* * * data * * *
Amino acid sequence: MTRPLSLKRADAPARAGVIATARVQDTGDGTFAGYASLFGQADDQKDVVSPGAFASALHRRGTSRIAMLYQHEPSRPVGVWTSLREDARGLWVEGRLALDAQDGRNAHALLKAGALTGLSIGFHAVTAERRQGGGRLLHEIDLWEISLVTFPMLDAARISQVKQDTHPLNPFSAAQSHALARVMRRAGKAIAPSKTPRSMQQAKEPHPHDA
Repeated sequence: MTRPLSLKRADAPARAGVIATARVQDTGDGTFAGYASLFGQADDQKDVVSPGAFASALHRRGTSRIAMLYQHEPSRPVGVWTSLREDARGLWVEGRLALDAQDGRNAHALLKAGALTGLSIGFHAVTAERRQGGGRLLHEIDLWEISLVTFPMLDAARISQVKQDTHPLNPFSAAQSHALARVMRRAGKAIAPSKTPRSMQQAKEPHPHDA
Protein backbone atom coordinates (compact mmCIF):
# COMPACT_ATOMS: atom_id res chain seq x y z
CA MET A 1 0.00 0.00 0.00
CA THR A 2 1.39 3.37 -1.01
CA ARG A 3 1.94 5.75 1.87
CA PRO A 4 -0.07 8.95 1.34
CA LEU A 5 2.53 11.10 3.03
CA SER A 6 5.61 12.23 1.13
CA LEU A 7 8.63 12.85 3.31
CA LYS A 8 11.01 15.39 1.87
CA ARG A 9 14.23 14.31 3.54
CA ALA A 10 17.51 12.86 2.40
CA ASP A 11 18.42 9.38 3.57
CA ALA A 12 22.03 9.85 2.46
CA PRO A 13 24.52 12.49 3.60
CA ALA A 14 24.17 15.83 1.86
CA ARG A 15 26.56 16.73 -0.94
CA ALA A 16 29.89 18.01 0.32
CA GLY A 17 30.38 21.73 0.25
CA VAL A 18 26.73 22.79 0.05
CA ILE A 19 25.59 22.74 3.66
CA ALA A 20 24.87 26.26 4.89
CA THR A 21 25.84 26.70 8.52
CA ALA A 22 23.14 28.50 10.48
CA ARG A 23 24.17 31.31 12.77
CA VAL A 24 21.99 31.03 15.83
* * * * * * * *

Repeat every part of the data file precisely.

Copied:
Amino acid sequence: MTRPLSLKRADAPARAGVIATARVQDTGDGTFAGYASLFGQADDQKDVVSPGAFASALHRRGTSRIAMLYQHEPSRPVGVWTSLREDARGLWVEGRLALDAQDGRNAHALLKAGALTGLSIGFHAVTAERRQGGGRLLHEIDLWEISLVTFPMLDAARISQVKQDTHPLNPFSAAQSHALARVMRRAGKAIAPSKTPRSMQQAKEPHPHDA
Repeated sequence: MTRPLSLKRADAPARAGVIATARVQDTGDGTFAGYASLFGQADDQKDVVSPGAFASALHRRGTSRIAMLYQHEPSRPVGVWTSLREDARGLWVEGRLALDAQDGRNAHALLKAGALTGLSIGFHAVTAERRQGGGRLLHEIDLWEISLVTFPMLDAARISQVKQDTHPLNPFSAAQSHALARVMRRAGKAIAPSKTPRSMQQAKEPHPHDA
Protein backbone atom coordinates (compact mmCIF):
# COMPACT_ATOMS: atom_id res chain seq x y z
CA MET A 1 0.00 0.00 0.00
CA THR A 2 1.39 3.37 -1.01
CA ARG A 3 1.94 5.75 1.87
CA PRO A 4 -0.07 8.95 1.34
CA LEU A 5 2.53 11.10 3.03
CA SER A 6 5.61 12.23 1.13
CA LEU A 7 8.63 12.85 3.31
CA LYS A 8 11.01 15.39 1.87
CA ARG A 9 14.23 14.31 3.54
CA ALA A 10 17.51 12.86 2.40
CA ASP A 11 18.42 9.38 3.57
CA ALA A 12 22.03 9.85 2.46
CA PRO A 13 24.52 12.49 3.60
CA ALA A 14 24.17 15.83 1.86
CA ARG A 15 26.56 16.73 -0.94
CA ALA A 16 29.89 18.01 0.32
CA GLY A 17 30.38 21.73 0.25
CA VAL A 18 26.73 22.79 0.05
CA ILE A 19 25.59 22.74 3.66
CA ALA A 20 24.87 26.26 4.89
CA THR A 21 25.84 26.70 8.52
CA ALA A 22 23.14 28.50 10.48
CA ARG A 23 24.17 31.31 12.77
CA VAL A 24 21.99 31.03 15.83